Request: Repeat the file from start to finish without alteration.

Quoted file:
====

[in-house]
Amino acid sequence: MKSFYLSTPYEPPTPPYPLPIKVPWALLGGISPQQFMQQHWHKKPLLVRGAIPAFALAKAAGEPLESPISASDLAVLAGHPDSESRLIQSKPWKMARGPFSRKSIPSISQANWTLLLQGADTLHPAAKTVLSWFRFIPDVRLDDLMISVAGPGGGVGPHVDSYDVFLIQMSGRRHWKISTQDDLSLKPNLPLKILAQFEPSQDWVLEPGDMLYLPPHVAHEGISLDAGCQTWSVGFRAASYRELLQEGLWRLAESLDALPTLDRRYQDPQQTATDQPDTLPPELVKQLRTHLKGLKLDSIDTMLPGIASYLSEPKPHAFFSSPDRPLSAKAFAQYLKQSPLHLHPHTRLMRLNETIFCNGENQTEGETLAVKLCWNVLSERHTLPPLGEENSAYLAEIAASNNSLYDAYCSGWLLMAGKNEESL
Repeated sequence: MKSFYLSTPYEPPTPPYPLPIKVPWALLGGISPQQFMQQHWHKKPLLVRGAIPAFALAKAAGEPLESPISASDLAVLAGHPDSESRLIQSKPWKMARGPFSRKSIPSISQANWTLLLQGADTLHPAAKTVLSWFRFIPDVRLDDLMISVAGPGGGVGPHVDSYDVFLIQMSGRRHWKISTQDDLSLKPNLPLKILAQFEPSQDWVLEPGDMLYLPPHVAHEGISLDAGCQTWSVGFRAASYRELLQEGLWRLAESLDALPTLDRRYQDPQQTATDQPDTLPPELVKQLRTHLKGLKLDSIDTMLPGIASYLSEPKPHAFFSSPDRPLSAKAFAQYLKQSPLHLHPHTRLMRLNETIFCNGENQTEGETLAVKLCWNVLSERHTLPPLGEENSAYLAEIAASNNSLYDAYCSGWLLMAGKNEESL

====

[in-house]
Amino acid sequence: MKSFYLSTPYEPPTPPYPLPIKVPWALLGGISPQQFMQQHWHKKPLLVRGAIPAFALAKAAGEPLESPISASDLAVLAGHPDSESRLIQSKPWKMARGPFSRKSIPSISQANWTLLLQGADTLHPAAKTVLSWFRFIPDVRLDDLMISVAGPGGGVGPHVDSYDVFLIQMSGRRHWKISTQDDLSLKPNLPLKILAQFEPSQDWVLEPGDMLYLPPHVAHEGISLDAGCQTWSVGFRAASYRELLQEGLWRLAESLDALPTLDRRYQDPQQTATDQPDTLPPELVKQLRTHLKGLKLDSIDTMLPGIASYLSEPKPHAFFSSPDRPLSAKAFAQYLKQSPLHLHPHTRLMRLNETIFCNGENQTEGETLAVKLCWNVLSERHTLPPLGEENSAYLAEIAASNNSLYDAYCSGWLLMAGKNEESL
Repeated sequence: MKSFYLSTPYEPPTPPYPLPIKVPWALLGGISPQQFMQQHWHKKPLLVRGAIPAFALAKAAGEPLESPISASDLAVLAGHPDSESRLIQSKPWKMARGPFSRKSIPSISQANWTLLLQGADTLHPAAKTVLSWFRFIPDVRLDDLMISVAGPGGGVGPHVDSYDVFLIQMSGRRHWKISTQDDLSLKPNLPLKILAQFEPSQDWVLEPGDMLYLPPHVAHEGISLDAGCQTWSVGFRAASYRELLQEGLWRLAESLDALPTLDRRYQDPQQTATDQPDTLPPELVKQLRTHLKGLKLDSIDTMLPGIASYLSEPKPHAFFSSPDRPLSAKAFAQYLKQSPLHLHPHTRLMRLNETIFCNGENQTEGETLAVKLCWNVLSERHTLPPLGEENSAYLAEIAASNNSLYDAYCSGWLLMAGKNEESL